Book bans undermine liberties
September 30, 2009
Freedom New Mexico
Very few pieces of American literature provide a better lesson of the absurdity and pointlessness of banning books as does “To Kill A Mockingbird.”
Harper Lee’s 1961 Pulitzer Prize-winning novel has been challenged and sometimes banned in school districts, mainly because of the use of racial slurs and the book’s “depiction of how blacks are treated by members of a racist white community in an Alabama town during the Depression,” according to the Marshall University library’s Web site section dedicated to banned books.
Both points of contention are central cogs in the story of attorney Atticus Finch’s defense of Tom Robinson, a black man wrongfully accused of raping a white woman. Indeed, the language and storyline drive home the message of the wrongs of racism.
This is Banned Books Week, which runs through Saturday. According to the American Library Association, the week “is an annual event celebrating the freedom to read and the importance of the First Amendment. ... (The event) highlights the benefits of free and open access to information while drawing attention to the harms of censorship by spotlighting actual or attempted bannings of books across the United States.”
One of the more ridiculous incidents posted on the Marshall site involves “Notre Dame vs. The Klan: How the Fighting Irish Defeated The Ku Klux Klan,” by Todd Tucker.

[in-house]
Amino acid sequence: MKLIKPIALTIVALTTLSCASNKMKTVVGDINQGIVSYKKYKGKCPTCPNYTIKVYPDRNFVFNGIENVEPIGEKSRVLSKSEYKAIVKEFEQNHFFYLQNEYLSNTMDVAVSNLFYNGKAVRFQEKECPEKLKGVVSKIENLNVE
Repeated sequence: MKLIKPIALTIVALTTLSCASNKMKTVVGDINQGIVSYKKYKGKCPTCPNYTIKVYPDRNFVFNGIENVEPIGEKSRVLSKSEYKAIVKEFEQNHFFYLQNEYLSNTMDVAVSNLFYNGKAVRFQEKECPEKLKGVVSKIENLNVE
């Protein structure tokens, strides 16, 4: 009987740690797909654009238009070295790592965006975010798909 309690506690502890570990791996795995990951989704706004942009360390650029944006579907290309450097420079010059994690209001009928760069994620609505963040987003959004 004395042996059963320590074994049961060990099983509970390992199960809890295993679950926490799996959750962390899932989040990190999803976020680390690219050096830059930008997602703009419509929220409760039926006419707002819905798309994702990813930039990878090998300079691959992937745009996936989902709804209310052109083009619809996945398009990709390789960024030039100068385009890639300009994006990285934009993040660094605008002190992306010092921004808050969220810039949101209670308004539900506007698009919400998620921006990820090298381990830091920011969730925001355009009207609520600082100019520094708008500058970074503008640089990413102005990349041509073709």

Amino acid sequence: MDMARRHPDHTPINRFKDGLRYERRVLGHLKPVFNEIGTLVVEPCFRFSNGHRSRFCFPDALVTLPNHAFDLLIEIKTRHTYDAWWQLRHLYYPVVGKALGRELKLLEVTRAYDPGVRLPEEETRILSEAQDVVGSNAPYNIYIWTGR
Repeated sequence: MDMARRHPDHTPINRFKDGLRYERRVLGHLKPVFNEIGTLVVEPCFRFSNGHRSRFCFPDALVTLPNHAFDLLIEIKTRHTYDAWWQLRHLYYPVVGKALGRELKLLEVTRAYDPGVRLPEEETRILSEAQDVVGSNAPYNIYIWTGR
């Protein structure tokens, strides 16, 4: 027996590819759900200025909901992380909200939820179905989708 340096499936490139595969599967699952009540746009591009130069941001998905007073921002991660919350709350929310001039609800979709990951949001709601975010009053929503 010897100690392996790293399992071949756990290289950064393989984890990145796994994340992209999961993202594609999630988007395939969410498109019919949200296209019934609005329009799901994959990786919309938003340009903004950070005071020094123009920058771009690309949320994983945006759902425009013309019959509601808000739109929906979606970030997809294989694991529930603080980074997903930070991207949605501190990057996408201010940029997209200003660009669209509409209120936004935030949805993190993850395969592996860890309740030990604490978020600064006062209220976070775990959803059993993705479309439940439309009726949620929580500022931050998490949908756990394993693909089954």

A student employee at Indiana University-Purdue University at Indianapolis was found guilty by school administrators of racial harassment simply for reading in a public area the historical tome, which recounts Notre Dame students’ confrontation with Klan members.
The student contacted the local branch of the American Civil Liberties Union, and the school backed off.
We agree with Joan E. Bertin, executive director of the National Coalition Against Censorship, who wrote Monday for The Huffington Post: “Of course, parents have certain rights to direct their children’s education. What we oppose is the effort of one parent or a group of parents to make decisions about what other people’s children may read. The First Amendment gives all parents the right to make choices about their children’s education.”
Banned Books Week is another reminder that, as a society, we would be much better off if we spent less time trying to shield others from what we personally perceive as detrimental, and instead invested in efforts to respect and understand individual freedom and liberty.